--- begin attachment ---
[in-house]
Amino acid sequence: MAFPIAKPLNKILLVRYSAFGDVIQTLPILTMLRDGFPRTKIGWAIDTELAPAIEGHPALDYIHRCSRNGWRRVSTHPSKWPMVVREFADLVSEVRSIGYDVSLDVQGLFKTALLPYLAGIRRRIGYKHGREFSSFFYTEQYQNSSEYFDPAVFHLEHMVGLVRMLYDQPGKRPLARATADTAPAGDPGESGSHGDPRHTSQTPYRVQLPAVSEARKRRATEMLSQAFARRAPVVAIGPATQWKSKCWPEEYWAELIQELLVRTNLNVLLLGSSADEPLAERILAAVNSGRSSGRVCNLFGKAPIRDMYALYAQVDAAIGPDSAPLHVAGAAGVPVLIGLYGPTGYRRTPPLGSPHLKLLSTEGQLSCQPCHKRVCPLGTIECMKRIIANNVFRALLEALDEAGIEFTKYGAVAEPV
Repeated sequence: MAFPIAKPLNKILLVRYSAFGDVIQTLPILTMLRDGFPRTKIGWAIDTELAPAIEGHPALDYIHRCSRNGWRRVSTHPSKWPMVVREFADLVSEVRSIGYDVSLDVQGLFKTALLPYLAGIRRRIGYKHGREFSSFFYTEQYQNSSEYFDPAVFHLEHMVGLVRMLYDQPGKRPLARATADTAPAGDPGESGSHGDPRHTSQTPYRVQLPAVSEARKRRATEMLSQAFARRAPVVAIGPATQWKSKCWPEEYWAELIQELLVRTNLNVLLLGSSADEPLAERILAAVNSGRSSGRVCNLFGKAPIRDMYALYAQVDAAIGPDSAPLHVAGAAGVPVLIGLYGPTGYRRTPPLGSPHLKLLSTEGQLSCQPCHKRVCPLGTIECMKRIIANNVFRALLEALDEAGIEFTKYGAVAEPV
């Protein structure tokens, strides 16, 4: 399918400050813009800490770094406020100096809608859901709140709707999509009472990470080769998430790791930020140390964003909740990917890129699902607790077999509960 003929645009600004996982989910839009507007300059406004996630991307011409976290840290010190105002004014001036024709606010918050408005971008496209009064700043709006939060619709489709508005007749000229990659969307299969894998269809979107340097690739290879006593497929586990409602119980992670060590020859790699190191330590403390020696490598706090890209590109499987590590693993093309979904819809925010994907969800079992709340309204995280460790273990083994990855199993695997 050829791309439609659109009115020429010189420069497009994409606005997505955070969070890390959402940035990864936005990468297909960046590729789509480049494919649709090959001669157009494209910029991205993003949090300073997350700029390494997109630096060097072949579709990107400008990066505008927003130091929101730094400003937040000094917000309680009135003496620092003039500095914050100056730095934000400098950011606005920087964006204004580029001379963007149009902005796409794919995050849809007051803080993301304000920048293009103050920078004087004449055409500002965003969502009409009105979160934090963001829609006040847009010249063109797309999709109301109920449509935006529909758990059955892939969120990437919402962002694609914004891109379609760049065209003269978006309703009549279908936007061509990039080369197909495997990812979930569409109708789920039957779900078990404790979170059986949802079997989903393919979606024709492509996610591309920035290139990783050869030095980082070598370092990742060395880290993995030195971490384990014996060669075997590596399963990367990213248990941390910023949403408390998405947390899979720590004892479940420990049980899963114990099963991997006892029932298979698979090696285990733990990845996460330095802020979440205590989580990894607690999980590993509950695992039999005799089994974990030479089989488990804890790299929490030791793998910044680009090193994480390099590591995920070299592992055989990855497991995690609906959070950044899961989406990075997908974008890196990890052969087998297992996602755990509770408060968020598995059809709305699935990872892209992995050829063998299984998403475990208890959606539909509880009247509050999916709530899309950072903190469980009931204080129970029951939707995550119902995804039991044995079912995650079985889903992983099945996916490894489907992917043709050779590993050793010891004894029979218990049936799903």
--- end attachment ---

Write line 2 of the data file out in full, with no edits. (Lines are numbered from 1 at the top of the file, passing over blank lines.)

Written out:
Amino acid sequence: MAFPIAKPLNKILLVRYSAFGDVIQTLPILTMLRDGFPRTKIGWAIDTELAPAIEGHPALDYIHRCSRNGWRRVSTHPSKWPMVVREFADLVSEVRSIGYDVSLDVQGLFKTALLPYLAGIRRRIGYKHGREFSSFFYTEQYQNSSEYFDPAVFHLEHMVGLVRMLYDQPGKRPLARATADTAPAGDPGESGSHGDPRHTSQTPYRVQLPAVSEARKRRATEMLSQAFARRAPVVAIGPATQWKSKCWPEEYWAELIQELLVRTNLNVLLLGSSADEPLAERILAAVNSGRSSGRVCNLFGKAPIRDMYALYAQVDAAIGPDSAPLHVAGAAGVPVLIGLYGPTGYRRTPPLGSPHLKLLSTEGQLSCQPCHKRVCPLGTIECMKRIIANNVFRALLEALDEAGIEFTKYGAVAEPV